As guests at the Bucuti & Tara Beach Resort in Aruba sweat over treadmills and stationary bicycles in the hotel gym, a large monitor tells them how many watts they’re pumping into the local electrical grid.
“I always tell my guests that nothing is free here, you even have to produce your own energy,” said Bucuti’s owner Ewald Biemans, whose unorthodox approach to power generation has helped turn the 33-year-old property into the first certified carbon-neutral hotel in the Caribbean.
Jilin, ChinaMost polluted air today, in sensor range
$69.9B Renewable power investment worldwide in Q2 2020 45% Carbon-free net power in the U.K., most recent data
50,820 Million metric tons of greenhouse emissions, most recent annual data +0.85° C Oct. 2020 increase in global temperature vs. 1900s average
The gym’s scoreboard is a bit of a gimmick, but behind the scenes staff work obsessively to maximize energy and minimize waste at the 104-room hotel set on one of Aruba’s most pristine beaches. Last month, the United Nations recognized their work with the Global Climate Action Award, the first time the decade-old prize has ever gone to a hotel, in part because it believed Bucuti’s methods could be adopted across the industry.
The core of the resort’s green strategy was installing the island’s largest privately run solar panel system, which produces about 20% of Bucuti’s electricity— the maximum allowed by Aruba’s law. The hotel receives the rest of its energy from Aruba’s grid, which includes the Vader Piet wind farm and a solar array that generate about a quarter of the island’s energy.
But the operation’s great carbon leap came around 2015, when it undertook renovations to comply with U.S. Green Building Council efficiency standards, known as LEED. This year, it became the only hotel in the Caribbean to earn a gold certification.
Now, those picture windows that take in vistas of the Caribbean are double-paned, air-filled and insulated. The traditional air-conditioning system has been replaced with a hyper-efficient variable refrigerant flow cooling system, and motion sensors regulate its use when guests are out.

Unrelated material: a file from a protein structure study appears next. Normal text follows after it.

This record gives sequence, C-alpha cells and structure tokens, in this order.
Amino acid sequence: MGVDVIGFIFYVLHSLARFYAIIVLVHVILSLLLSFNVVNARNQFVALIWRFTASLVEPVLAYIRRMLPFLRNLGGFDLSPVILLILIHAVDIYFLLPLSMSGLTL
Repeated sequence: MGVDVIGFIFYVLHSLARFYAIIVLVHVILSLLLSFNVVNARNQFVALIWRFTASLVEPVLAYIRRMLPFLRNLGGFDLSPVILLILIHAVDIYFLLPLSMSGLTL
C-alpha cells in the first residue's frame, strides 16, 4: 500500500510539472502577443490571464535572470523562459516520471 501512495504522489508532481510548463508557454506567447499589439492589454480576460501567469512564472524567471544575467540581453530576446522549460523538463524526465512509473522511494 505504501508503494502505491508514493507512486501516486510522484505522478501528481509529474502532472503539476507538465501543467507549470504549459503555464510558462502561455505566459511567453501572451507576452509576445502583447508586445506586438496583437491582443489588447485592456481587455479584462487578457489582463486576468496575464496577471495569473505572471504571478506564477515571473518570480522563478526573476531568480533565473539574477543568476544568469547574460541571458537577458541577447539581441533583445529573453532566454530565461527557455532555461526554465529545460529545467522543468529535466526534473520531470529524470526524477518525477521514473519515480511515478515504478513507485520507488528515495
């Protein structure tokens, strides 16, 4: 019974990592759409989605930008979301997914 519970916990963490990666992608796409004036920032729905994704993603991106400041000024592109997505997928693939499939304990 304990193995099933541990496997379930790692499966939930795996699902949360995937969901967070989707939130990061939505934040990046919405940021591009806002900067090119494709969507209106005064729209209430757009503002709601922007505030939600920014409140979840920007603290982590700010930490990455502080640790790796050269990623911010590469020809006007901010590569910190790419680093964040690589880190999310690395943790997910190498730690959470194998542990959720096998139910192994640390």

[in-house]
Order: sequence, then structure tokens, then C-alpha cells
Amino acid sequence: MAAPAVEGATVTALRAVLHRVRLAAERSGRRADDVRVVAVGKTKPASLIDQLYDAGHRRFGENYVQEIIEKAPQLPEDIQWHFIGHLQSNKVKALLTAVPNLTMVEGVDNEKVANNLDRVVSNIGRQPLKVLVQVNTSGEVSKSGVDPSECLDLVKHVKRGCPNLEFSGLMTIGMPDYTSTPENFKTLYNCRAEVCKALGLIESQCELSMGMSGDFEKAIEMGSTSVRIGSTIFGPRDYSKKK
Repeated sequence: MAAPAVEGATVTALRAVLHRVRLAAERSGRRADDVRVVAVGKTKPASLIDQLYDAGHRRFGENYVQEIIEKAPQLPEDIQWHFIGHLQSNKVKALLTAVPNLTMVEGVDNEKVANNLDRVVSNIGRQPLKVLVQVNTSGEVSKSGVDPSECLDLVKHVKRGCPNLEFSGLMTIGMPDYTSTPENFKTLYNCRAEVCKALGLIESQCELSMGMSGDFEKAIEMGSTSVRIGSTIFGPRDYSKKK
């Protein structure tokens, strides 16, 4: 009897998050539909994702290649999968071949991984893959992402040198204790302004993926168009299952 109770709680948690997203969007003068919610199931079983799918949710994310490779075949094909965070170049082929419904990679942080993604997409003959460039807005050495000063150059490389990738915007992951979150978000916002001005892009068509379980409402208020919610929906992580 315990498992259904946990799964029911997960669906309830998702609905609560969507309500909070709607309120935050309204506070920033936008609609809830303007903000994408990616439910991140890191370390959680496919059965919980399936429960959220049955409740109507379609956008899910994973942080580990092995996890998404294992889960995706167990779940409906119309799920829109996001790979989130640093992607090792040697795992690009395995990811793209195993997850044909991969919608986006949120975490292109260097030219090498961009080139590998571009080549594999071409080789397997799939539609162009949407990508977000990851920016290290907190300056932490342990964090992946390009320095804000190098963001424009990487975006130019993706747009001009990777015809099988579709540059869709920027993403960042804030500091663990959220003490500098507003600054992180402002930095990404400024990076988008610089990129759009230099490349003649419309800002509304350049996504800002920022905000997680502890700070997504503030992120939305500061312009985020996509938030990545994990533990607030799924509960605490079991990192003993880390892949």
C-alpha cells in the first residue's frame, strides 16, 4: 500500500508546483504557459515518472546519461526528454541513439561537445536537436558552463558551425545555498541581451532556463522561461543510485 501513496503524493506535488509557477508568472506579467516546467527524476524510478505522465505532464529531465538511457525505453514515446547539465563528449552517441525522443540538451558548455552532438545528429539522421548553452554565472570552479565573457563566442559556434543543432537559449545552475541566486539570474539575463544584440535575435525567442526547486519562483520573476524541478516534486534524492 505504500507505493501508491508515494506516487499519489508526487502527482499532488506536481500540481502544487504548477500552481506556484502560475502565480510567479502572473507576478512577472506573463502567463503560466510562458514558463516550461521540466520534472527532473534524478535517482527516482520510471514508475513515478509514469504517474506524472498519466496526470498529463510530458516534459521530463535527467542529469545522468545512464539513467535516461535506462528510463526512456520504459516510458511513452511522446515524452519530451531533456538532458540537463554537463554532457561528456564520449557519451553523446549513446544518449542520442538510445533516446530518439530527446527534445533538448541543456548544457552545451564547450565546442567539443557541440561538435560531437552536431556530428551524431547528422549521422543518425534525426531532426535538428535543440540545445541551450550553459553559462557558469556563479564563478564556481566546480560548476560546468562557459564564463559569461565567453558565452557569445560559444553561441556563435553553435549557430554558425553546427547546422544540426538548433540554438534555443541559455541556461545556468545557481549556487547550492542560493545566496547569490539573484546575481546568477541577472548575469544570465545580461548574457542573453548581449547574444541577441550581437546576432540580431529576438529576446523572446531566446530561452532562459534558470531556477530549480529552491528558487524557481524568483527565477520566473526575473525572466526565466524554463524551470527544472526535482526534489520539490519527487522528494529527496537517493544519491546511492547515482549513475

“It reduced our footprint so dramatically that we could actually advertise it,” Biemans said in a telephone interview. “So people who understand and know about LEED—and search out a resort that is environmentally friendly—automatically come to us.”
Many of the resort’s other innovations are low-tech and low-cost. Food is locally sourced, when possible, and portions have been calibrated to reduce waste. The hotel has cut the trash destined for the landfill by 62% through an alliance with local pig farms and recyclers. Biemans banned single-use plastics and Styrofoam twenty years ago, a step Aruba only took this year.
All that has reduced the hotel’s carbon emissions from 31 kilograms a room per night to 19 kilos. The process was tracked by Natural Capital Partners, the nonprofit behind the CarbonNeutral Protocol, a standard for businesses trying to minimize their environmental impact. Biemans covers the 19-kilo carbon gap by buying offsets from UN-certified wind farms in Aruba and India.
Offsets are a popular way for businesses to neutralize their emissions—allowing them to purchase credits from environmentally friendly companies, often at lower costs than making structural changes to lower their own CO2 emissions. These offsets range from tree-planting to clean-energy projects, and calculating how much carbon is actually saved or removed is an inexact science. For Biemens, the offsets cost about $5,000 a year, a fraction of the hotel’s $1 million annual electricity bill.
Tourism is a carbon-intensive business, especially if air travel is involved, but it’s also the lifeblood of the Caribbean and makes up a large part of Aruba’s economy. Greenwashing has proliferated as travelers become more eco-conscious. And many hotels are taking token steps toward conservation like eliminating shampoo bottles and asking their guests to reuse towels.
Any serious accounting of emissions, however, should include not only carbon generated from a hotel’s own operations, but those along its supply chain, including food and transportation. Even by those standards, Biemens has gone further than many in his industry by sourcing products from local farms that employ sustainable practices and financing local environmental groups.
“You can’t say, ‘let’s take the tourism away.’ So how can we make tourism as green as we possibly can?” said Sarah Marchildon, with the UN Climate Change Secretariat, which recognized Bucuti. “This is a perfect example of how it can be done.”
The Covid-19 pandemic has hammered Caribbean tourism and cut Bucuti’s occupancy rate by about 25%, but the downturn hasn’t dampened Biemans’ green ambitions. By 2021, he expects the resort to be “carbon negative”—sequestering and saving more carbon than it’s producing. To get there, he’s becoming a partner in a wind-farm, boosting local purchasing and going paperless.
Born and raised on a farm in Austria, Biemans says his love of animals and the outdoors has always been at the core of his business model. “I realized a long time ago that Aruba is in the nature business—we are not in the tourism business,” he said. “Who is going to go to a place where the water is polluted, the beaches are dirty, the countryside is destroyed? They might as well stay home.”
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